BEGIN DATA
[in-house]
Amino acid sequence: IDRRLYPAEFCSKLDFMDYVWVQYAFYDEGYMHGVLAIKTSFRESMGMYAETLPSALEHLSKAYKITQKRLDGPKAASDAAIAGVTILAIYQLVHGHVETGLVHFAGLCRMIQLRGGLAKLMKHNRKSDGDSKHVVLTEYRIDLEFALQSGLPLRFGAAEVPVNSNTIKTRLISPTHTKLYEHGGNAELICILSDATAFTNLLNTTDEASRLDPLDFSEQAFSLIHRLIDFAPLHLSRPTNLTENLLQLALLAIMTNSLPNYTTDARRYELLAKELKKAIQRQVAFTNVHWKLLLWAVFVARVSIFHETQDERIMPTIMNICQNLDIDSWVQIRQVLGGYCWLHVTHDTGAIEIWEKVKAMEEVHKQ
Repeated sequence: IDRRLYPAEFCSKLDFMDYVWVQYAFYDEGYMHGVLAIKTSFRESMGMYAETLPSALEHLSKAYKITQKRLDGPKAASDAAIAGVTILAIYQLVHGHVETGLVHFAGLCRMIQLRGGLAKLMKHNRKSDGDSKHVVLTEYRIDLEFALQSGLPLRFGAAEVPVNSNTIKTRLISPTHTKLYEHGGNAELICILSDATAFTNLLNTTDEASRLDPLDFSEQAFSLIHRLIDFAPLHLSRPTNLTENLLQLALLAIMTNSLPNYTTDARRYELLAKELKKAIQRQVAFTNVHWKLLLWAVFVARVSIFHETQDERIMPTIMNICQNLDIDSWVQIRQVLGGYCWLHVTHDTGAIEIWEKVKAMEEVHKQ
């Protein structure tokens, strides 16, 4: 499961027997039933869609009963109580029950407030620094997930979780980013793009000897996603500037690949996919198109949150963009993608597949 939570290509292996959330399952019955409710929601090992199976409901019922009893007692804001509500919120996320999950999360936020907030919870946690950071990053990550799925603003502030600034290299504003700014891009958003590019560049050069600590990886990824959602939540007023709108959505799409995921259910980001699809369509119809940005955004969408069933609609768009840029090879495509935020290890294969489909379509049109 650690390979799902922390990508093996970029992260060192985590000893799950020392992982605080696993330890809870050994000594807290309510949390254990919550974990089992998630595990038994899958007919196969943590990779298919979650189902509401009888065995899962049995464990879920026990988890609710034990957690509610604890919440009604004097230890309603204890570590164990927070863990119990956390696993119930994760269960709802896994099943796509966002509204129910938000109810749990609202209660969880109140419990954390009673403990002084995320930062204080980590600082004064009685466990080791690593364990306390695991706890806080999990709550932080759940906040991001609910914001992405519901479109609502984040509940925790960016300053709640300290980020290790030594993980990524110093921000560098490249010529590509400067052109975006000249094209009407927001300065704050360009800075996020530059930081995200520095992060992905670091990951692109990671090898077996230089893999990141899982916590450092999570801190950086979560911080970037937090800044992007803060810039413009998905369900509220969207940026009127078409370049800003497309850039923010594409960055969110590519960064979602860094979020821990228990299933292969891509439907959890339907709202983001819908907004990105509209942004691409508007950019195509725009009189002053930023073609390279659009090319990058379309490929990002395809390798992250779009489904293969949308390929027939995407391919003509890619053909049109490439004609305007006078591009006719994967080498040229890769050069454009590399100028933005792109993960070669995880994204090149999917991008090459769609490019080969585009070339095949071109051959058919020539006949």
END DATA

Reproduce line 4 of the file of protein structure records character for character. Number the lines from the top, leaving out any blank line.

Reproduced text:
């Protein structure tokens, strides 16, 4: 499961027997039933869609009963109580029950407030620094997930979780980013793009000897996603500037690949996919198109949150963009993608597949 939570290509292996959330399952019955409710929601090992199976409901019922009893007692804001509500919120996320999950999360936020907030919870946690950071990053990550799925603003502030600034290299504003700014891009958003590019560049050069600590990886990824959602939540007023709108959505799409995921259910980001699809369509119809940005955004969408069933609609768009840029090879495509935020290890294969489909379509049109 650690390979799902922390990508093996970029992260060192985590000893799950020392992982605080696993330890809870050994000594807290309510949390254990919550974990089992998630595990038994899958007919196969943590990779298919979650189902509401009888065995899962049995464990879920026990988890609710034990957690509610604890919440009604004097230890309603204890570590164990927070863990119990956390696993119930994760269960709802896994099943796509966002509204129910938000109810749990609202209660969880109140419990954390009673403990002084995320930062204080980590600082004064009685466990080791690593364990306390695991706890806080999990709550932080759940906040991001609910914001992405519901479109609502984040509940925790960016300053709640300290980020290790030594993980990524110093921000560098490249010529590509400067052109975006000249094209009407927001300065704050360009800075996020530059930081995200520095992060992905670091990951692109990671090898077996230089893999990141899982916590450092999570801190950086979560911080970037937090800044992007803060810039413009998905369900509220969207940026009127078409370049800003497309850039923010594409960055969110590519960064979602860094979020821990228990299933292969891509439907959890339907709202983001819908907004990105509209942004691409508007950019195509725009009189002053930023073609390279659009090319990058379309490929990002395809390798992250779009489904293969949308390929027939995407391919003509890619053909049109490439004609305007006078591009006719994967080498040229890769050069454009590399100028933005792109993960070669995880994204090149999917991008090459769609490019080969585009070339095949071109051959058919020539006949």